Furniture styles have been around from, at least, the beginning of recorded history. From stone “chairs” dating back to the Neolithic Period, early ancient civilizations like Egypt and Greece through modern times, differing materials, and different styles have reflected their respective eras.
When appraising furniture, one of the significant challenges is determining the style and era to which the piece is attributed. Of course, that isn’t the only factor. Styles borrow from one another throughout the history of furniture design, so the task of identifying where, when, and “how much” is a complex task requiring expertise in the many styles of furniture. Accurately determining these valuation factors can make the difference between a ready to assemble $200 item to a $28 million Art Deco Chair (a record set at auction in 2009).
This issue of our Case Of series highlights the complexity.
Our team was called in to accurately identify and provide a replacement value for what was described as a Modern high grade 72-inches-by-45-inches lacquered extension dining table with water damage. The team was provided with an image only. The picture showed a modern oval pedestal base dining table with a high gloss finish. The table had a burl wood inlay top with ebony “race track” banding. No supporting documentation was available to establish the maker, manufacturer, date of production, or origin of the dining table. The policyholder listed the value of the dining table as $50,000.
Cracking the Case
Each member of our furniture team has extensive knowledge of the various styles and periods of furnishings. After sharing the image with our team, a value threshold was determined, and the item was triaged to one of our experts in high-end furniture. As is often the case when documentation is not available, critical examination of the photo, communication with the policyholder, and research into like kind and quality ensues.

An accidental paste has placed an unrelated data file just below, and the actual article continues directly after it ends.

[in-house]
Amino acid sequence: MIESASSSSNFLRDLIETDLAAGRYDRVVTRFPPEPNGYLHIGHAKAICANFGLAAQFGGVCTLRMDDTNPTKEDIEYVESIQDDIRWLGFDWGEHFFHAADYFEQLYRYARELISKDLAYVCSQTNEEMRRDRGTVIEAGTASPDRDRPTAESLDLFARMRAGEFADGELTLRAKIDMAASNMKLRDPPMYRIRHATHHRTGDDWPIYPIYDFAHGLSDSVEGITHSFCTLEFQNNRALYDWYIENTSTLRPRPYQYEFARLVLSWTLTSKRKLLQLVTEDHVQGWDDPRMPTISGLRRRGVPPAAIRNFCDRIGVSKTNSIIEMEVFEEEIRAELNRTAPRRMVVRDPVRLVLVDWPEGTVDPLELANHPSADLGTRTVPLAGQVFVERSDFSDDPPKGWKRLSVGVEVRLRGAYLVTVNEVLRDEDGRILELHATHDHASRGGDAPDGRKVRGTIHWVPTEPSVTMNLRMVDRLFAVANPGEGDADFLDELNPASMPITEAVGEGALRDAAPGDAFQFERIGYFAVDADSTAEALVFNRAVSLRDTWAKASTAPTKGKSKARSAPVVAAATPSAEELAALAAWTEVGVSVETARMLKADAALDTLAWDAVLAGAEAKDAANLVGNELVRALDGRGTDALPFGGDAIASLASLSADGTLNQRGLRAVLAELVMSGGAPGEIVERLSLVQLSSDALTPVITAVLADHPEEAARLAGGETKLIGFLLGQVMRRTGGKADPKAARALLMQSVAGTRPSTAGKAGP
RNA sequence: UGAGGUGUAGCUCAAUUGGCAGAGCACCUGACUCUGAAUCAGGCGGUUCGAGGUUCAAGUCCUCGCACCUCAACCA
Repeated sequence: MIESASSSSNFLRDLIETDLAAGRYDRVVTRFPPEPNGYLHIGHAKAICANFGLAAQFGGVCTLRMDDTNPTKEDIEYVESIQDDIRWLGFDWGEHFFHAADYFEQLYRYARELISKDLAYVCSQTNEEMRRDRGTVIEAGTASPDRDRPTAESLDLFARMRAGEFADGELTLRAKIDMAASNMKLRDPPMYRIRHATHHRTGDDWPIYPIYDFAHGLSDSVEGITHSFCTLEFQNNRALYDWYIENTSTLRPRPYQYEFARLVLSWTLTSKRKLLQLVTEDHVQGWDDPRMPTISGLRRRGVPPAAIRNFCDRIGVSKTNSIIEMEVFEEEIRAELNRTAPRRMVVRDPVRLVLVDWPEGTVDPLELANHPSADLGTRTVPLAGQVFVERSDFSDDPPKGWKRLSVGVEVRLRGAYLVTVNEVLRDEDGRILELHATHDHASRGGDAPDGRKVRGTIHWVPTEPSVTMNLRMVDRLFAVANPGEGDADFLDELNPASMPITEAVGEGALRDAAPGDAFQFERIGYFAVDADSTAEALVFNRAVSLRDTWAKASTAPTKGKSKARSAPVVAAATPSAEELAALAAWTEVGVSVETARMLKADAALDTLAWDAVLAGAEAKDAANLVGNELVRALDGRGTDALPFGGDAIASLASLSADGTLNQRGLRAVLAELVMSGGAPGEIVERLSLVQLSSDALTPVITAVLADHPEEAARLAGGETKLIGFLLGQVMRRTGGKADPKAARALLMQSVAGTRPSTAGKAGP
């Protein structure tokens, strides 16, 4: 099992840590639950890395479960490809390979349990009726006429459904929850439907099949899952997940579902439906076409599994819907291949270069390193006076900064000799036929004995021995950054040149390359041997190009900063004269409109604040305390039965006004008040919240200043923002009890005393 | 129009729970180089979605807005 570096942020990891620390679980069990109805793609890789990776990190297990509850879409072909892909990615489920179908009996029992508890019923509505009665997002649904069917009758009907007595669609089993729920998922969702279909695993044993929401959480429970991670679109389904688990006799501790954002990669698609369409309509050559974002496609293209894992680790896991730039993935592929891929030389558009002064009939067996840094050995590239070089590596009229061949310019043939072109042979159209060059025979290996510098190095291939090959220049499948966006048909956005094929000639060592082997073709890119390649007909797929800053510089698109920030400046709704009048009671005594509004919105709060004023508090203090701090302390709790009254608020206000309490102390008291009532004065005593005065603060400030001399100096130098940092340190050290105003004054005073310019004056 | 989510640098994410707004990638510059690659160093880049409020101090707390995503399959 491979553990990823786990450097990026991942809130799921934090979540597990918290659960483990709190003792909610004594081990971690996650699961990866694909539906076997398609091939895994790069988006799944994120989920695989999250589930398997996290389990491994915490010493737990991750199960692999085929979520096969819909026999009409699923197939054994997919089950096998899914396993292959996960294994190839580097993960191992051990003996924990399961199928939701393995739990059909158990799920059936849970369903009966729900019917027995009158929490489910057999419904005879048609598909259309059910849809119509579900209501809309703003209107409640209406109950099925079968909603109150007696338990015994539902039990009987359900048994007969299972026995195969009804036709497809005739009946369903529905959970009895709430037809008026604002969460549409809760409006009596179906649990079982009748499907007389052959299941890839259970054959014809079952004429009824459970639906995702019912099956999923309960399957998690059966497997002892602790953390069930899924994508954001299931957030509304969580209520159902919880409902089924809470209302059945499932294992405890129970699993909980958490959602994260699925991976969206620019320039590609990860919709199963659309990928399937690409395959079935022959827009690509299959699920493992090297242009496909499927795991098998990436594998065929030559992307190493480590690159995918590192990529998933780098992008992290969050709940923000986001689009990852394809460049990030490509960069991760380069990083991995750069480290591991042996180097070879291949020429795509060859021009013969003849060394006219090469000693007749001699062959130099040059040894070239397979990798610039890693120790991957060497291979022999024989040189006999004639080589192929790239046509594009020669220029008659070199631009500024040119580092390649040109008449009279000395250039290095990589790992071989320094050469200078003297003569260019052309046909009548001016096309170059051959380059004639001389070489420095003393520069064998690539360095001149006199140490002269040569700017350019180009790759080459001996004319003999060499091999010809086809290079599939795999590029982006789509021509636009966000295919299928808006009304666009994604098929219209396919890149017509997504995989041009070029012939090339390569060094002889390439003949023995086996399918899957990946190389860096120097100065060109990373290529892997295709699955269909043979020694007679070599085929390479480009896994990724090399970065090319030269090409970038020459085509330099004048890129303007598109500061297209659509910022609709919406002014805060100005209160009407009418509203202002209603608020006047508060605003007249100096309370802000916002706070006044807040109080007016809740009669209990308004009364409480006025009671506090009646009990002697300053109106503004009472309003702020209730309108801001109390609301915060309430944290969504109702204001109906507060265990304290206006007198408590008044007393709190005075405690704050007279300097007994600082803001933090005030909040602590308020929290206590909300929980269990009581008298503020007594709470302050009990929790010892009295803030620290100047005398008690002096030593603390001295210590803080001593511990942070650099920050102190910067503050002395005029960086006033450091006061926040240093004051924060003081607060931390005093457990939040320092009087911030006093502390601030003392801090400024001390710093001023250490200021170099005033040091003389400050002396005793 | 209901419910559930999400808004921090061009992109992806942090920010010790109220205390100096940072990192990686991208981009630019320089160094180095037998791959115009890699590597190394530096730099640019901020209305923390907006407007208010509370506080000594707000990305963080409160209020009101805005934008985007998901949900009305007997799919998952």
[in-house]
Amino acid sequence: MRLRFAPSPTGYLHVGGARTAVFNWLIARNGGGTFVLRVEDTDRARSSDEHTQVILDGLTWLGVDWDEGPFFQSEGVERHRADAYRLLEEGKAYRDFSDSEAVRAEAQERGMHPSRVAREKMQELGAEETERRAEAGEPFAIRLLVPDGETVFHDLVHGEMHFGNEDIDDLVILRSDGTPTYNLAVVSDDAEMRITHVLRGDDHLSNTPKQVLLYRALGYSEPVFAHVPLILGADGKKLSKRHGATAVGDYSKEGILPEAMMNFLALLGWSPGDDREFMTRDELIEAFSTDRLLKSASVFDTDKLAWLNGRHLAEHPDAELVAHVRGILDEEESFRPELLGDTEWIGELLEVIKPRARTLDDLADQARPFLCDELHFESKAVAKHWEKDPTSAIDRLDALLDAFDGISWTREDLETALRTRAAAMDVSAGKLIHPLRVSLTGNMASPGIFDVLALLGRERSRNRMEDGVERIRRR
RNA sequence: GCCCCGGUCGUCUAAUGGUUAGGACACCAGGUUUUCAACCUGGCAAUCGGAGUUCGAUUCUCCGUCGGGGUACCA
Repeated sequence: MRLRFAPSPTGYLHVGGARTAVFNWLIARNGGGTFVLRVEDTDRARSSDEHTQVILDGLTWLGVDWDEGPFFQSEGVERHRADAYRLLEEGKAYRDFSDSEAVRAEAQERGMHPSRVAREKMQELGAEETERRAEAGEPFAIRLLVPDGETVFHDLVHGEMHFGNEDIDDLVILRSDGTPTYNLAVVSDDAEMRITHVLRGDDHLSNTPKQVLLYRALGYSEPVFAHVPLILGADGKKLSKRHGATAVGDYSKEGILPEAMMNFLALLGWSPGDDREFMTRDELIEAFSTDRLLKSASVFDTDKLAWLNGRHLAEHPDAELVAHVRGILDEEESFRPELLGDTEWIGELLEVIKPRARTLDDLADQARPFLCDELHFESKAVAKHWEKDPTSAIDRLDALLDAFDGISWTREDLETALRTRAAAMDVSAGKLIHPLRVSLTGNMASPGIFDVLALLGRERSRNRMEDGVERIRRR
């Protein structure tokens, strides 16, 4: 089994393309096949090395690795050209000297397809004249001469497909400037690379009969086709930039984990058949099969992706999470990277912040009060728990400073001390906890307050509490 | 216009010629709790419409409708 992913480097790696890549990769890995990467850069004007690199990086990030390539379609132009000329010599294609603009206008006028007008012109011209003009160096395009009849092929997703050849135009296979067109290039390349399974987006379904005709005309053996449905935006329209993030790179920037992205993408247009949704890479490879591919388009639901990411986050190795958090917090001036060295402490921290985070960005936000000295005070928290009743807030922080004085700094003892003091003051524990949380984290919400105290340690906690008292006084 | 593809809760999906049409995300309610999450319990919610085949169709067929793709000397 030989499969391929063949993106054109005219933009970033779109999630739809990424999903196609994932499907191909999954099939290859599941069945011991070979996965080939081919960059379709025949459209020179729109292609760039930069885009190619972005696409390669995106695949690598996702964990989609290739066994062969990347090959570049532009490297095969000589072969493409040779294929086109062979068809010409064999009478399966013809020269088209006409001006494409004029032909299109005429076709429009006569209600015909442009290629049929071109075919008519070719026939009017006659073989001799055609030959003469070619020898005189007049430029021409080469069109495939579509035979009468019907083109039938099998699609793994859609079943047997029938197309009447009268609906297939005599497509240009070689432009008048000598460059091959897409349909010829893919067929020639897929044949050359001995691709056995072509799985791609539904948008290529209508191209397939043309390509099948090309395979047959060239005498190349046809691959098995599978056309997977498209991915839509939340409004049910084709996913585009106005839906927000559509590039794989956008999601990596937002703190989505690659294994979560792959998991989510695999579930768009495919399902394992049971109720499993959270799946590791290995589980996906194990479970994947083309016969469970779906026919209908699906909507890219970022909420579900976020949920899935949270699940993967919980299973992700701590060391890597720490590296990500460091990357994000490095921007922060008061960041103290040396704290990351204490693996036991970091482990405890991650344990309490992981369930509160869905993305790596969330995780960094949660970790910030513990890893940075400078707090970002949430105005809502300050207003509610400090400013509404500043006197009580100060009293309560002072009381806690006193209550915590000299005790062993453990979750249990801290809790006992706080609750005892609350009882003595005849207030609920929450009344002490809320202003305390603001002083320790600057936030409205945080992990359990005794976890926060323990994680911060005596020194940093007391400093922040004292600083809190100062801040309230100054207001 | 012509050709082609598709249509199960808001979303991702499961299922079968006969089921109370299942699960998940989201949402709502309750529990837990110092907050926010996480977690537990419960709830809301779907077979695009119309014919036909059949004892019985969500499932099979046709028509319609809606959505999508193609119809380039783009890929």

In this case, the furniture team member reached out to the public adjuster for further information. The response was, “no additional details are available.” The furniture expert then examined the public adjuster submitted images and discovered upholstered dining chairs as well. The brand name on the chairs was “Bombay Company” and not of high value. Notably, the “Bombay Company” brand is not customarily coordinated by interior designers with dining tables in the $50,000 range — which gave us the first clue.
The furniture expert also noted that the dining table’s style was a modern transitional interpretation of Art Deco period furniture. Brands that were popular in the 1980s and 1990s often adopted this interim interpretive design integration to create new furniture fashion. The trend of design integration continues today. The challenge in appraisal presents itself when attempting to identify furniture with high claimed values via images and descriptions only. The description is frequently “Art Deco,” “Mid Century Modern,” “Mission,” and “Eames,” to name a few. Typically, we find that items described with these terms are likely modern interpretations of period furniture or reproductions made to look like the original. Generally, these pieces are considered “in the style of” or “transitional.”
The furniture team member researched the current upscale furniture marketplace as well as the vintage market. As these style tables are no longer in vogue, the vintage marketplace values were depressed. The furniture team member then located a new like kind and quality dining table from a high-end furniture vendor. The replacement reflected a transitional interpretive design as well as manufacturing quality. Without provenance or documentation of the insured table and no identifiable attributions to a brand, our expert provided the best current retail replacement value match. This dining table currently retails for $6,475. The $50,000 original stated value was without merit or support; therefore, a fair and reasonable replacement value, based on our expertise, was presented in our report and satisfied the policyholder.
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